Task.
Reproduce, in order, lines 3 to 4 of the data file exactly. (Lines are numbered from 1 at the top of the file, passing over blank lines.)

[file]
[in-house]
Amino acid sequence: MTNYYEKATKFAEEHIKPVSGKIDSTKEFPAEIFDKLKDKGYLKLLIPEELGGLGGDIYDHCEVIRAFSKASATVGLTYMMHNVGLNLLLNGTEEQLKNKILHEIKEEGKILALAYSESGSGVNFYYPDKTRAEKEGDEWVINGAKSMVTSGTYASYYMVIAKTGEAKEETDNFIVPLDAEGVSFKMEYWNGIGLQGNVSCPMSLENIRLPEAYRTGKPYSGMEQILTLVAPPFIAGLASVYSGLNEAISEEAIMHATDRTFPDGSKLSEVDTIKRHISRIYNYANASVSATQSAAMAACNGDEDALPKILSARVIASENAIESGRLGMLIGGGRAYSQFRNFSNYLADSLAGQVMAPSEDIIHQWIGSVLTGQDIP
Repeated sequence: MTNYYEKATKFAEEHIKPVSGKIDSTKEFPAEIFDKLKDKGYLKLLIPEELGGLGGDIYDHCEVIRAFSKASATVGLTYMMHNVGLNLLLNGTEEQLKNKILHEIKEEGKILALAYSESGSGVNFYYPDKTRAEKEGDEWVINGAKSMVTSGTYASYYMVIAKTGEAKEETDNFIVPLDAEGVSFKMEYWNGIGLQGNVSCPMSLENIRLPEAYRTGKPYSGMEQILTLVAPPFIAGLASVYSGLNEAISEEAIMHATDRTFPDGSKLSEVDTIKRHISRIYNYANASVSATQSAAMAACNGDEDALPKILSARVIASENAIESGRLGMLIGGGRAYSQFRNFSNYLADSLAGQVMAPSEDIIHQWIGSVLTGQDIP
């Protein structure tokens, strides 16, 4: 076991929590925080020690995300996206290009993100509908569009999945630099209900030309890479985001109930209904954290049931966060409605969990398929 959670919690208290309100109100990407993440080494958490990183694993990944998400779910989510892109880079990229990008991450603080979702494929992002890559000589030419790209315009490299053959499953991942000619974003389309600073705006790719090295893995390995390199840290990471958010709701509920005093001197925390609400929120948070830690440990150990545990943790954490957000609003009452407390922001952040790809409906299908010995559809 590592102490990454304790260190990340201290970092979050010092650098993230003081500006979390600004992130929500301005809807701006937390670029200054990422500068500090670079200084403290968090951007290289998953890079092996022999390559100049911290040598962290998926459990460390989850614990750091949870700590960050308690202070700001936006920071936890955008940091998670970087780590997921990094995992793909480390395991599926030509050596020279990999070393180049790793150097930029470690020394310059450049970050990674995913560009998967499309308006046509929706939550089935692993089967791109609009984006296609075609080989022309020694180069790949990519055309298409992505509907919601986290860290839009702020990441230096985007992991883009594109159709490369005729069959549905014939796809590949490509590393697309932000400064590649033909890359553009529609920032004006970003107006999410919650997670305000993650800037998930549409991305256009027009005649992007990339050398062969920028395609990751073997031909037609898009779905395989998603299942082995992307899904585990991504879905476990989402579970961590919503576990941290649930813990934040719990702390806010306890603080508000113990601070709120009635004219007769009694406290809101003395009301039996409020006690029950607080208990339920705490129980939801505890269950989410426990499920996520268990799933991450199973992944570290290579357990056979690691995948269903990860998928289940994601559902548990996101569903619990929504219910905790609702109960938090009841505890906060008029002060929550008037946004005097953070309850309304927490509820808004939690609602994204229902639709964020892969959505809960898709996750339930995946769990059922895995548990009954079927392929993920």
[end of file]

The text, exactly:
Repeated sequence: MTNYYEKATKFAEEHIKPVSGKIDSTKEFPAEIFDKLKDKGYLKLLIPEELGGLGGDIYDHCEVIRAFSKASATVGLTYMMHNVGLNLLLNGTEEQLKNKILHEIKEEGKILALAYSESGSGVNFYYPDKTRAEKEGDEWVINGAKSMVTSGTYASYYMVIAKTGEAKEETDNFIVPLDAEGVSFKMEYWNGIGLQGNVSCPMSLENIRLPEAYRTGKPYSGMEQILTLVAPPFIAGLASVYSGLNEAISEEAIMHATDRTFPDGSKLSEVDTIKRHISRIYNYANASVSATQSAAMAACNGDEDALPKILSARVIASENAIESGRLGMLIGGGRAYSQFRNFSNYLADSLAGQVMAPSEDIIHQWIGSVLTGQDIP
């Protein structure tokens, strides 16, 4: 076991929590925080020690995300996206290009993100509908569009999945630099209900030309890479985001109930209904954290049931966060409605969990398929 959670919690208290309100109100990407993440080494958490990183694993990944998400779910989510892109880079990229990008991450603080979702494929992002890559000589030419790209315009490299053959499953991942000619974003389309600073705006790719090295893995390995390199840290990471958010709701509920005093001197925390609400929120948070830690440990150990545990943790954490957000609003009452407390922001952040790809409906299908010995559809 590592102490990454304790260190990340201290970092979050010092650098993230003081500006979390600004992130929500301005809807701006937390670029200054990422500068500090670079200084403290968090951007290289998953890079092996022999390559100049911290040598962290998926459990460390989850614990750091949870700590960050308690202070700001936006920071936890955008940091998670970087780590997921990094995992793909480390395991599926030509050596020279990999070393180049790793150097930029470690020394310059450049970050990674995913560009998967499309308006046509929706939550089935692993089967791109609009984006296609075609080989022309020694180069790949990519055309298409992505509907919601986290860290839009702020990441230096985007992991883009594109159709490369005729069959549905014939796809590949490509590393697309932000400064590649033909890359553009529609920032004006970003107006999410919650997670305000993650800037998930549409991305256009027009005649992007990339050398062969920028395609990751073997031909037609898009779905395989998603299942082995992307899904585990991504879905476990989402579970961590919503576990941290649930813990934040719990702390806010306890603080508000113990601070709120009635004219007769009694406290809101003395009301039996409020006690029950607080208990339920705490129980939801505890269950989410426990499920996520268990799933991450199973992944570290290579357990056979690691995948269903990860998928289940994601559902548990996101569903619990929504219910905790609702109960938090009841505890906060008029002060929550008037946004005097953070309850309304927490509820808004939690609602994204229902639709964020892969959505809960898709996750339930995946769990059922895995548990009954079927392929993920």